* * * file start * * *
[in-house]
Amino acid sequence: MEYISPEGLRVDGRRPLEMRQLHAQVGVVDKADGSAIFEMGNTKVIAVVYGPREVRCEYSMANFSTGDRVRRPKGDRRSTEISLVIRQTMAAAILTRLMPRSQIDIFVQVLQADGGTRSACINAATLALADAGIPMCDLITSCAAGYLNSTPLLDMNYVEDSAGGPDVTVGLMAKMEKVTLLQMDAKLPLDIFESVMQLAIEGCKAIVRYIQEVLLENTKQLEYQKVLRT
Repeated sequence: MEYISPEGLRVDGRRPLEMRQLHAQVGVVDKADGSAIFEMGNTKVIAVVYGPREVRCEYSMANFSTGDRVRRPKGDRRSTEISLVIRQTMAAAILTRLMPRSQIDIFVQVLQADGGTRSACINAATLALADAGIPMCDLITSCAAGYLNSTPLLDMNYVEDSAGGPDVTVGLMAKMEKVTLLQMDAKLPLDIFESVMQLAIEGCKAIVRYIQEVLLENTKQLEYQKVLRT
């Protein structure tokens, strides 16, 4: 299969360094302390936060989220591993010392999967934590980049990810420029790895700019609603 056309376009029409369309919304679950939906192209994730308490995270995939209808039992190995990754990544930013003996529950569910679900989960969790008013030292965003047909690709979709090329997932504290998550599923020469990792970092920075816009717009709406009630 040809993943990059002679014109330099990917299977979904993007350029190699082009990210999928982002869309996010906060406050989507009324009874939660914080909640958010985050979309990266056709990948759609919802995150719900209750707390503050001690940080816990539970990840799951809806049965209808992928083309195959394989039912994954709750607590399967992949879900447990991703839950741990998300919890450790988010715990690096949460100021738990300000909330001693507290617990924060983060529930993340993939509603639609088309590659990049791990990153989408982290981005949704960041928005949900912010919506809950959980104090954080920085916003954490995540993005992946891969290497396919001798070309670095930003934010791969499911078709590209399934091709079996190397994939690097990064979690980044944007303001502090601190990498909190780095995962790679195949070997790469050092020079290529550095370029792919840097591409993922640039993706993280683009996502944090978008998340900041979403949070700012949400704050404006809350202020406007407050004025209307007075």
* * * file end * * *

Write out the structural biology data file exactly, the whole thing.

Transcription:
[in-house]
Amino acid sequence: MEYISPEGLRVDGRRPLEMRQLHAQVGVVDKADGSAIFEMGNTKVIAVVYGPREVRCEYSMANFSTGDRVRRPKGDRRSTEISLVIRQTMAAAILTRLMPRSQIDIFVQVLQADGGTRSACINAATLALADAGIPMCDLITSCAAGYLNSTPLLDMNYVEDSAGGPDVTVGLMAKMEKVTLLQMDAKLPLDIFESVMQLAIEGCKAIVRYIQEVLLENTKQLEYQKVLRT
Repeated sequence: MEYISPEGLRVDGRRPLEMRQLHAQVGVVDKADGSAIFEMGNTKVIAVVYGPREVRCEYSMANFSTGDRVRRPKGDRRSTEISLVIRQTMAAAILTRLMPRSQIDIFVQVLQADGGTRSACINAATLALADAGIPMCDLITSCAAGYLNSTPLLDMNYVEDSAGGPDVTVGLMAKMEKVTLLQMDAKLPLDIFESVMQLAIEGCKAIVRYIQEVLLENTKQLEYQKVLRT
């Protein structure tokens, strides 16, 4: 299969360094302390936060989220591993010392999967934590980049990810420029790895700019609603 056309376009029409369309919304679950939906192209994730308490995270995939209808039992190995990754990544930013003996529950569910679900989960969790008013030292965003047909690709979709090329997932504290998550599923020469990792970092920075816009717009709406009630 040809993943990059002679014109330099990917299977979904993007350029190699082009990210999928982002869309996010906060406050989507009324009874939660914080909640958010985050979309990266056709990948759609919802995150719900209750707390503050001690940080816990539970990840799951809806049965209808992928083309195959394989039912994954709750607590399967992949879900447990991703839950741990998300919890450790988010715990690096949460100021738990300000909330001693507290617990924060983060529930993340993939509603639609088309590659990049791990990153989408982290981005949704960041928005949900912010919506809950959980104090954080920085916003954490995540993005992946891969290497396919001798070309670095930003934010791969499911078709590209399934091709079996190397994939690097990064979690980044944007303001502090601190990498909190780095995962790679195949070997790469050092020079290529550095370029792919840097591409993922640039993706993280683009996502944090978008998340900041979403949070700012949400704050404006809350202020406007407050004025209307007075």